Tuesday, January 4, 2011

Romantic Comedies (of Sorts) That I Unabashedly Adore

It is Valentine's Day, so what better way to celebrate than by revisiting the romcom.

Today the genre 'romantic comedy' carries a bit of a bad rep. It is invariably referred to as the 'chick flick.' Most of the time it's mind-absent entertainment, something to see when you don't want to think. The plot is usually formulaic, the laughter is barely there and usually the set and clothing designs matter more than anything else. So it makes me, who's sort of an obnoxiously exclusive filmbuff of sorts, a bit reluctant to admit I have a fair share of rom-com favourites. Or romantic-drama-com. Here is a post-60s list.

A Touch of Class (1973) ~ I saw this one recently, so how well it holds up on multiple viewings is something I can't comment on. It's not really a classic, and is perhaps more known for its blunders than its positives. In particular there's the maligned Glenda Jackson performance - maligned because she won an Oscar for it. And if you ever get a chance to watch a clip of the 1974 Oscars, you'll see the shocked reactions of Ellen Burstyn and Joanne Woodward when the absent Jackson's name is called. So yeah, people won't happy about it even then. '

Another complaint I've heard is that the film can't make up its mind whether to be a comedy or a drama, so it settles for one half of each [hence the new coined term, romantic-drama-com]. Then there are those who disapprove of the film's lack of morality, since it concerns an affair and sort of brushes over the respective families of either lead. Maybe I'm too easily pleased, but I didn't find any of those factors bothering me.

I think the most essential part of a romantic comedy is how well the leads gel. If the spark isn't there, then there's no way the film can take flight. And it was primarily the interesting dynamic between Glenda Jackson's stiff, feminist Englishwoman and George Segal's mildmannered native New Yorker that made me keep watching. It's a clear 'opposites shouldn't attract but somehow do' dynamic. But another factor I think is primary for this genre is the situations. This film had a nice island-esque backdrop during the second-third which was prime for some funny and revelatory situations. Yes there's a drop in the fire-cracking comedy in the second half, but Jackson and Segal make it work.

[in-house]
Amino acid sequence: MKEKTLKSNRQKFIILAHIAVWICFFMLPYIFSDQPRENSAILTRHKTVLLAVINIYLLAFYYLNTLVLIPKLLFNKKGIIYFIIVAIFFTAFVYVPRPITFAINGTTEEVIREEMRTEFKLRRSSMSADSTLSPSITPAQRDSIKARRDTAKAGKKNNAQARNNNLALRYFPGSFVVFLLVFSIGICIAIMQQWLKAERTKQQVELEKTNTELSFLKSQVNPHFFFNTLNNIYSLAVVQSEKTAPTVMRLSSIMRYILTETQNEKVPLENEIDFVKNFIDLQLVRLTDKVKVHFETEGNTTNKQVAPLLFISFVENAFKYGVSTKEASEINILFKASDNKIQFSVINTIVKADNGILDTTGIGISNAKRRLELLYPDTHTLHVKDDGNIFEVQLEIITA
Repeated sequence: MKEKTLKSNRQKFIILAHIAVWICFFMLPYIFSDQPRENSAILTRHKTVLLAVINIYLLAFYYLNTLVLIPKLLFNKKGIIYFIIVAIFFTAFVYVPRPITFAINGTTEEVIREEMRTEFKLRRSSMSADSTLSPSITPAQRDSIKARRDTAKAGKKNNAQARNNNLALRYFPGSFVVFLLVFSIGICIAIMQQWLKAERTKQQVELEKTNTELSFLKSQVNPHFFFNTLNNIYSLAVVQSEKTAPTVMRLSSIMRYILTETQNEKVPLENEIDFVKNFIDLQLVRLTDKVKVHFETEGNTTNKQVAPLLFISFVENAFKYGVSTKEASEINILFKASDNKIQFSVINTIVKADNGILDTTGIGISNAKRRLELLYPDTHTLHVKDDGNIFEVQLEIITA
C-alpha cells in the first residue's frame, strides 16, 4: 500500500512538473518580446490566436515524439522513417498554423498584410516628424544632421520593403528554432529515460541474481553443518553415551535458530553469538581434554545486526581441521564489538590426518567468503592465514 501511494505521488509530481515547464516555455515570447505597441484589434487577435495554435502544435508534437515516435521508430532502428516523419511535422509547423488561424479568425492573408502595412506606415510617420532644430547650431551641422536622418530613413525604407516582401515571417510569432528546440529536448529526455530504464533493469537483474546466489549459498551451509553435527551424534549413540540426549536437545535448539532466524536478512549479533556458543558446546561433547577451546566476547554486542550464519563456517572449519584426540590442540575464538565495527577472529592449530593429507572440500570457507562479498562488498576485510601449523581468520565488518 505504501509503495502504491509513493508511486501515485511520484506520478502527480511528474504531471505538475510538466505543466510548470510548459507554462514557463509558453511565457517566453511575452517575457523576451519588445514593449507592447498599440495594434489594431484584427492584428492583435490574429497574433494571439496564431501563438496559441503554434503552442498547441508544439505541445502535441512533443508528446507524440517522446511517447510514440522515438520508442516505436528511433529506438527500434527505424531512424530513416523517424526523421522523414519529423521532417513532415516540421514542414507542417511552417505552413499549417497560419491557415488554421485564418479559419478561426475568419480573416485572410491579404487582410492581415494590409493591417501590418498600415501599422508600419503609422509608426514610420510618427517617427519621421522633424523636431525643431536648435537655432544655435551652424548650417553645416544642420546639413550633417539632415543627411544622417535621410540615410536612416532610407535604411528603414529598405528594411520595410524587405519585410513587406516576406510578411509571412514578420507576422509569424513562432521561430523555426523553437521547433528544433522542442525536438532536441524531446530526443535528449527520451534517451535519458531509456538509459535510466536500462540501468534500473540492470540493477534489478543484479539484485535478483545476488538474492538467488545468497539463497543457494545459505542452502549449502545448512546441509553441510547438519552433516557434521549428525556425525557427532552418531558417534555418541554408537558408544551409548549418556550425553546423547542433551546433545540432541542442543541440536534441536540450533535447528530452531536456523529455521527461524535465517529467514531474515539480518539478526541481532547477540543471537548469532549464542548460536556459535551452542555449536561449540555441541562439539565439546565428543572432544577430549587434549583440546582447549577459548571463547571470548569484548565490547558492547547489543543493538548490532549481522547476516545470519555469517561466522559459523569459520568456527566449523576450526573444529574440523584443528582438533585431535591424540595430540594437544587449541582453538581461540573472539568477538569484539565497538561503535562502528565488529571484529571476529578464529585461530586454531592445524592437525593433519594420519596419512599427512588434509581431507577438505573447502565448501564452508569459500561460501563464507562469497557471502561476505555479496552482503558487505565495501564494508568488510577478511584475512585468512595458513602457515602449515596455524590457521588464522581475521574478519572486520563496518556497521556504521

The Owl and the Pussycat (1970) ~ Segal again, this time with Barbra Streisand. This one's an early 7os film that exploits the most it can out of the liberal decade that was. It's a sex farce comedy that was risque for its time, and yet still somehow came out charming. Again I think it's the leads. Segal and Streisand make a great contrast, with her as the kooky screwball-type and him as the stiff-shirt type that learns to relax a little. It's definitely a bit of a 'updated' throwback to the screwball comedy of the 30s and 40s, similar to another Streisand comedy What's Up, Doc?

Irma La Douce ~ This film is a tad overlong for its genre, but other than that I don't have complaints. As far as Wilder-Lemmon-MacLaine combinations go, it's unfair to compare it to The Apartment. If there were such a thing as bar fights between films, certainly the earlier pairing would win. But I have soft spot for Irma La Douce. Sure, it's during Wilder's risque 'I'm trying to keep up with the times' period of filmmaking, which was sort of an inferior time in the director's career, but it's a sweet film. I think it's MacLaine's film all the way with her hooker-with-a-heart-of-gold-turn, but of course Lemmon matches her well.

Georgy Girl (1966) ~ Lynn Redgrave and the mod British ambience around her makes this film well above predictable territory. You think you've pegged her during the film, that what she wants is to be like her roommate Meredith (Charlotte Rampling). That she wants to be as thin, as beautfiul as her, and to have her boyfriend Jos (Alan Bates). Only she realises that these things aren't as fulfilling as she thought looking from the outside in. It's an interesting rom-com-drama that works well chiefly because of Redgrave's vivacious, spirited, self-depecrating performance. Alan Bates as her would-be lover is the clowning-around, yet sweet when he's earnest, kind of a guy you could entertain having for a fleeting while, just as Georgy did. One thing that sets Georgy Girl away from other romantic-dramatic-comedies is that it's a bit bittersweet. It's not completely sad nor completely fulfilling, so it hangs there in the middle.

Bridget Jones' Diary ~ I see Bridget Jones as being similar to Georgy, just as free-spirited and unconventional. Only Bridget gets her ideal man in a very Pride and Prejudice wish-fulfillment way (after all, it's a sort of modern adaptation of Austen's novel). I've had a bit of an on-again off-again relationship with this film. I spent a long while avoiding seeing it, then when I finally did I loved it, then the second time around I didn't, and now I like it again. It's a standard well-made romantic comedy heralded by a sublime Renee Zellweger performance. Oh and I love Colin Firth. Especially in this. Avoid the sequel like the plague.

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